The Hunger Games: Mockingjay - Part 2 (2015)
Directed by: Francis Lawrence
Written by: Danny Strong, Peter Craig, Suzanne Collins
Starring: Jennifer Lawrence, Josh Hutcherson, Liam Hemsworth, Woody Harrelson
IN CINEMAS NOW
RUNNING TIME: 137 min
REVIEWED BY: Dr Lenera, Official HCF Critic
Katniss Everdeen recovers after nearly being murdered by Peeta Mellark who has been “hijacked” by the Capitol. After rebel forces destroy the Capitol’s weapons supply in District 2, a plan developed by Gale Hawthorne and Beetee Latier, Katniss shoots a propaganda film about the influx of Capitol refugees arriving in District 13, who are mistreated and brutalised by the rebels. When she attempts to intervene in the situation, a fight breaks out, during which Katniss is shot. After recovering, she approaches President Alma Coin and volunteers to kill President Coriolanus Snow but Coin declines in favour of preserving Katniss as the symbol of their revolution. Hearing of an aircraft leaving for District 2, where Commander Paylor is planning an all-out assault on the Capitol, Katniss sneaks aboard….
There seems to be a bit of an air of disappointment around this final [?] chapter of the Hunger Games series, though some of it could be because of the fall-out from the last episode which seemed to disappoint many indeed, mainly because it was so different from the first two films, and because, in what seemed like a cynical money-making exercise, they’d decided to split the last book in the trilogy by Suzanne Collins into two films, the latter supposedly resulting in a somewhat dull movie where little happened. I didn’t find Mockingjay – Part 1 dull and uneventful myself, though having now just watched Mockingjay – Part 2, I do agree that one movie would have been sufficient to tell the story, though I reckon one that lasts three hours would have been needed. I doubt the producers ever considered that option. In any case, while the films all have faults, I like this surprisingly intelligent franchise myself, and so I also enjoyed this final film, though it’s easy to see why it, too, seems to have let many people down, especially with the way that the third film seemed to build up to, and this fourth one seemed to promise, lots of large scale battle action, which doesn’t take place.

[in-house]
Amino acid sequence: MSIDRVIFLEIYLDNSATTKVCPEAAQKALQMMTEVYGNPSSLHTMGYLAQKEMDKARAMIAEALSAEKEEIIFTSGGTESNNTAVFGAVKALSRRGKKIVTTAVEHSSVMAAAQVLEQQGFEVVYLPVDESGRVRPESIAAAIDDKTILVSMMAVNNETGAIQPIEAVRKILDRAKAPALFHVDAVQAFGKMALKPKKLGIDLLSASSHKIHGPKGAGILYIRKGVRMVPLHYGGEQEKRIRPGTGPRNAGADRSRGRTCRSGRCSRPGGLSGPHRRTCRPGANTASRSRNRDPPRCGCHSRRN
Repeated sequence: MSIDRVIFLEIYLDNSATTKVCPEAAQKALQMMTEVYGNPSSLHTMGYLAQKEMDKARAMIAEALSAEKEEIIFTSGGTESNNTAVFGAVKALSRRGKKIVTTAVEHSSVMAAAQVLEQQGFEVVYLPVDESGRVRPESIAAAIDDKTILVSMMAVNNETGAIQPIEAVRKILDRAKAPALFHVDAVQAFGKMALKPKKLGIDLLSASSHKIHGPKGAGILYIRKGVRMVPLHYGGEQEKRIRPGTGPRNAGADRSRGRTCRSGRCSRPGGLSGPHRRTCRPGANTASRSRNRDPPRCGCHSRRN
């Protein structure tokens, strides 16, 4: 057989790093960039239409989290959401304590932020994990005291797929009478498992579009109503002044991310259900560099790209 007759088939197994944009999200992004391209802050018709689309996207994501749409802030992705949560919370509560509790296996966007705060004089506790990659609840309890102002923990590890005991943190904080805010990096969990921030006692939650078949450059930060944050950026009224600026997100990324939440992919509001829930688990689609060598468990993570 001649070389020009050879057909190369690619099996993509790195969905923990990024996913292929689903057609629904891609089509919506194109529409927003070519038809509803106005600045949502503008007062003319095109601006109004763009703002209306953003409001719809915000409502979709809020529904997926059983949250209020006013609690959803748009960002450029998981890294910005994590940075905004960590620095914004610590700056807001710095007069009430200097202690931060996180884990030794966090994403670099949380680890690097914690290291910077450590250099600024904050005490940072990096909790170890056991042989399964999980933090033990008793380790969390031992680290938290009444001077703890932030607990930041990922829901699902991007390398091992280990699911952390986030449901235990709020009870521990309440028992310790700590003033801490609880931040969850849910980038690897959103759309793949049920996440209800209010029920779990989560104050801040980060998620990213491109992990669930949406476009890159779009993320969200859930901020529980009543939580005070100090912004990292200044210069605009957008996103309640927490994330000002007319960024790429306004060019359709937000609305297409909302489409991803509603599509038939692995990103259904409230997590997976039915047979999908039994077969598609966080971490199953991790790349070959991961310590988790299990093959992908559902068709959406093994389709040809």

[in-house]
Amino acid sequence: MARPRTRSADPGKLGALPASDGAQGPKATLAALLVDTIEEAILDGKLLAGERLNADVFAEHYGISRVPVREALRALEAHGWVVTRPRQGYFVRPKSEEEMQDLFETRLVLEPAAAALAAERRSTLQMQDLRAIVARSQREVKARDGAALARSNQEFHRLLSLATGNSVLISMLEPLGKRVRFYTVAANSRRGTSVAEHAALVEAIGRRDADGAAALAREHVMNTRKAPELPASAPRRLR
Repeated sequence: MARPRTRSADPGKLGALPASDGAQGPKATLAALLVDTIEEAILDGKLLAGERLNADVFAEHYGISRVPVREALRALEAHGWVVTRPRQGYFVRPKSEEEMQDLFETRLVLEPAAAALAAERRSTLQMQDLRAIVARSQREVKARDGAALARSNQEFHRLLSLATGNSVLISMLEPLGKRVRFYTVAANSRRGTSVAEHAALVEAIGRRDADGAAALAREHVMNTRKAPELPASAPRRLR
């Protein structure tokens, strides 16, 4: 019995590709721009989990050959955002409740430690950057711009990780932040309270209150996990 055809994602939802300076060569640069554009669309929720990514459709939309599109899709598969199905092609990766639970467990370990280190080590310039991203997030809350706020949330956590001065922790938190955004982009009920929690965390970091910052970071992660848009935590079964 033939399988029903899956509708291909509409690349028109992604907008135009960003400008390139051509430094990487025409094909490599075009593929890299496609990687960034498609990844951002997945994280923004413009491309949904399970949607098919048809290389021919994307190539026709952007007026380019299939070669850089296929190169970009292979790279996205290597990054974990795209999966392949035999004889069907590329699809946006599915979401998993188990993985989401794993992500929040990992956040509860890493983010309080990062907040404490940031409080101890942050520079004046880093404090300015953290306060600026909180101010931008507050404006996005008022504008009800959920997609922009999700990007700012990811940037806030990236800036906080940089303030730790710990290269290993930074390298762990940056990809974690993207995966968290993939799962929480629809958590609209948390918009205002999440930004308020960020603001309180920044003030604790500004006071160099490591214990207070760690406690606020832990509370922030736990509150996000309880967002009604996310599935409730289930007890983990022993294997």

However, I think, while not everything in it works, it’s in many ways a very interesting and even a slightly remarkable film considering it’s an episode of a blockbuster series aimed largely as teenagers. It’s almost unrelentingly grim and even cynical, and pushes the boundaries of its ratings [on both sides of the pond] about as far as they will go, though in no way does it seem to glorify violence which some say the first two movies did, and, though I haven’t read it, I have it on good knowledge that many of the film’s deaths were greatly toned down from the book. Like many others, I thought that this movie would have a hell of a lot of action, and was a bit disappointed when it became obvious that this was not going to be the case – in fact some of the film is just damn frustrating when you can actually hear fighting that is taking place off-screen – while from what I’ve read they would have been better off changing some things here and there considering the last book seems to be generally considered the weakest. However, there’s a lot else to appreciate. The story, which certainly surprised me on a couple of occasions, is often powerful, clever and timely, and I admired greatly its guts. Except for right at the end, this film doesn’t really make any attempt to soften the harshness of its allegorical tale of power and propaganda, it doesn’t really make any concessions to make things easier for the viewer, or try to lighten the mood, or give us easy answers, taking the film closer to something like The Dark Knight, which is actually a film where I fail to see the brilliance that many others see, but which has a similar approach.